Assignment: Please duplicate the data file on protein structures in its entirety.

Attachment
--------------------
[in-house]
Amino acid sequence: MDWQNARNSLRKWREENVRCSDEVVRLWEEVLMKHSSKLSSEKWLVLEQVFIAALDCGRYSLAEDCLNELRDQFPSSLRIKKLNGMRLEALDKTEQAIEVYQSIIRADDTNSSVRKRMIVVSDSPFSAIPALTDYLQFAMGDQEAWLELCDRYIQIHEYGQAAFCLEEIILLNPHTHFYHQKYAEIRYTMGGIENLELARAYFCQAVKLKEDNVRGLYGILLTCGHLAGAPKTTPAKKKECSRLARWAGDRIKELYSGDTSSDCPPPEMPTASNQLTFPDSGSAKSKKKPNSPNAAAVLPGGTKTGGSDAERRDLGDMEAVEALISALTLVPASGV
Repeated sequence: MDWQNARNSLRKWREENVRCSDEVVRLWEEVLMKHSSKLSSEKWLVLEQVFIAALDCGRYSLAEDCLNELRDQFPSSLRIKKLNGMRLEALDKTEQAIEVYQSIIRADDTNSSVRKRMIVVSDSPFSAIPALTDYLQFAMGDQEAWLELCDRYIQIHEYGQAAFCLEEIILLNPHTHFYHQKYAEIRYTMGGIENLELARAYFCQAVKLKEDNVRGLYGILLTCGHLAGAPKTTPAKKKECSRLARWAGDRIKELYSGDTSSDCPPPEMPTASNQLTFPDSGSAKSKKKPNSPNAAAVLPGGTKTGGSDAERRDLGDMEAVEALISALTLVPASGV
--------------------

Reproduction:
[in-house]
Amino acid sequence: MDWQNARNSLRKWREENVRCSDEVVRLWEEVLMKHSSKLSSEKWLVLEQVFIAALDCGRYSLAEDCLNELRDQFPSSLRIKKLNGMRLEALDKTEQAIEVYQSIIRADDTNSSVRKRMIVVSDSPFSAIPALTDYLQFAMGDQEAWLELCDRYIQIHEYGQAAFCLEEIILLNPHTHFYHQKYAEIRYTMGGIENLELARAYFCQAVKLKEDNVRGLYGILLTCGHLAGAPKTTPAKKKECSRLARWAGDRIKELYSGDTSSDCPPPEMPTASNQLTFPDSGSAKSKKKPNSPNAAAVLPGGTKTGGSDAERRDLGDMEAVEALISALTLVPASGV
Repeated sequence: MDWQNARNSLRKWREENVRCSDEVVRLWEEVLMKHSSKLSSEKWLVLEQVFIAALDCGRYSLAEDCLNELRDQFPSSLRIKKLNGMRLEALDKTEQAIEVYQSIIRADDTNSSVRKRMIVVSDSPFSAIPALTDYLQFAMGDQEAWLELCDRYIQIHEYGQAAFCLEEIILLNPHTHFYHQKYAEIRYTMGGIENLELARAYFCQAVKLKEDNVRGLYGILLTCGHLAGAPKTTPAKKKECSRLARWAGDRIKELYSGDTSSDCPPPEMPTASNQLTFPDSGSAKSKKKPNSPNAAAVLPGGTKTGGSDAERRDLGDMEAVEALISALTLVPASGV